We want to ensure that when treating an animal, the impact is as minimal and least invasive as possible. Wildlife have different physiologies and different anatomies to domesticated animals. They have different diets, diseases and different needs. All these things are very important for the attending vet to understand. Vets Beyond Borders can provide ongoing training and education, so vets are more prepared for what comes their way. As an international organisation, they can also help with resourcing from overseas, so how vets are trained and the equipment they use in-the-field is of the highest quality and safe for the animal and the vets.

How often are we seeing wildlife needing emergency care?

With the recent disasters that have devastated Australia, we’ve seen a lot of animals requiring emergency care. However, it’s not just about emergency wildlife work. Every day, thousands of animals are admitted to general practice wildlife hospitals all over Australia.

Dr Prishani helping the vets at Currumbin Wildlife Hospital perform a health check on a kookaburra
Dr Prishani helping the vets at Currumbin Wildlife Hospital perform a health check on a kookaburra © WWF-Australia / Free Vreman

On average, WIRES receives 150,000 calls to rescue wildlife per year. That’s a non-emergency year, a normal year, and predominantly in one state. A significant number of these animals will require veterinary treatment. There is a huge daily need for this kind of care and, as we encroach further and further into wildlife habitat, we are only going to see this number increase with fishing line injuries, dog and cat attacks, poisonings and car accidents. When the big wildlife hospitals are overrun, or there aren’t any nearby, this program will help to bridge that gap between care. So it’s not just about emergency situations, it’s about making a difference every day.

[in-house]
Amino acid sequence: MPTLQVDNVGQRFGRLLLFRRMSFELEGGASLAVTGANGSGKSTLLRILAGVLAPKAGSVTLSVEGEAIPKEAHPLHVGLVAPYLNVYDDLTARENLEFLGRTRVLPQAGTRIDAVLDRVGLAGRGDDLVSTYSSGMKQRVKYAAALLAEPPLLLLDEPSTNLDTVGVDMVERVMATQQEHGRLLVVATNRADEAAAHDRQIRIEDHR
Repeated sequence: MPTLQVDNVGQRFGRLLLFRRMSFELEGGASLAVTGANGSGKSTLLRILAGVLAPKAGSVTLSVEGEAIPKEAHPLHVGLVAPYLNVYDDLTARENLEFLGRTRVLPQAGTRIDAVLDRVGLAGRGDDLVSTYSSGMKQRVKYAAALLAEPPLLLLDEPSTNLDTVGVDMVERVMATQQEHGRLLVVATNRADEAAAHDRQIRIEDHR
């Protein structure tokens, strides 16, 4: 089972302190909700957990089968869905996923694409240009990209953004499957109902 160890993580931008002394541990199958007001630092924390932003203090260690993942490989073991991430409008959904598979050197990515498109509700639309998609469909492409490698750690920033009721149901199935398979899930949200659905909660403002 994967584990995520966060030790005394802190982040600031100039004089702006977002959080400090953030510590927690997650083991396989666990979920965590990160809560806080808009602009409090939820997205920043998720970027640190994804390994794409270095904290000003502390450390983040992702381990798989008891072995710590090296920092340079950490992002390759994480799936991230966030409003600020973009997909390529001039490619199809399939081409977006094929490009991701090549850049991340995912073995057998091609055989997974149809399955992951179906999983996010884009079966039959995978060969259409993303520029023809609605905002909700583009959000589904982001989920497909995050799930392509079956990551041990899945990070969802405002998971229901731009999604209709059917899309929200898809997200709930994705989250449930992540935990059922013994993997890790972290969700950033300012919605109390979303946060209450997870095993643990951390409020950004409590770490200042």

How are WWF-Australia and Vets Beyond Borders going to close the gap between wildlife and care?

The hope is that through this program, wildlife around Australia will be no further than two hours from care in key regions. Together with Vets Beyond Borders, we are working to:

  • Increase veterinary volunteers who receive training in wildlife care.
  • Increase vets who are licensed to dart and capture wildlife.
  • Provide vets with the capacity to safely enter emergency situations such as firegrounds.
  • Provide the necessary resources, such as darting equipment and a mobile triage unit, to deliver emergency care where it’s needed.

These four steps are vital to improving wildlife health in Australia. We are a country that relies on volunteers to care for our native animals, and while this may not always be the case, it is true now. Resourcing and training sound like small things, but it means that every veterinarian or nurse in this cohort who might be able to help wildlife, will now be able to help. Veterinarians will then have the potential to better support our incredible wildlife rehabilitators and together improve the survival of our native wildlife.

How can people get involved to help Vets Beyond Borders upskill vets around Australia?

In an outpouring of compassion during the bushfires, a large number of veterinarians signed up to the Australian Veterinary Emergency Response Team (AVERT) run by Vets Beyond Borders. To ensure Vets Beyond Borders can train these amazing vets, help and support from the general public is hugely important.

If you want to help and can, please consider donating to support the upskilling of these vets. You’ll be helping to equip veterinary hospitals with tranquilliser rifles, support vets in completing their wildlife and emergency training, and ensure that wild animals are handled safely through appropriate capture management techniques and equipment.

With your support, these newly trained vets will be able to go to new locations all around Australia and be prepared for future disaster events, which is when they’re needed most. In areas where there are no hospitals, having a vet trained in wildlife care nearby will make a huge difference.

Floods and fires will happen again. But the more we prepare, the better equipped we’ll be to help as much wildlife as possible. Every dollar you donate today will help make a difference, so please give if you can.

You can help increase the survival rates of vulnerable animals around Australia.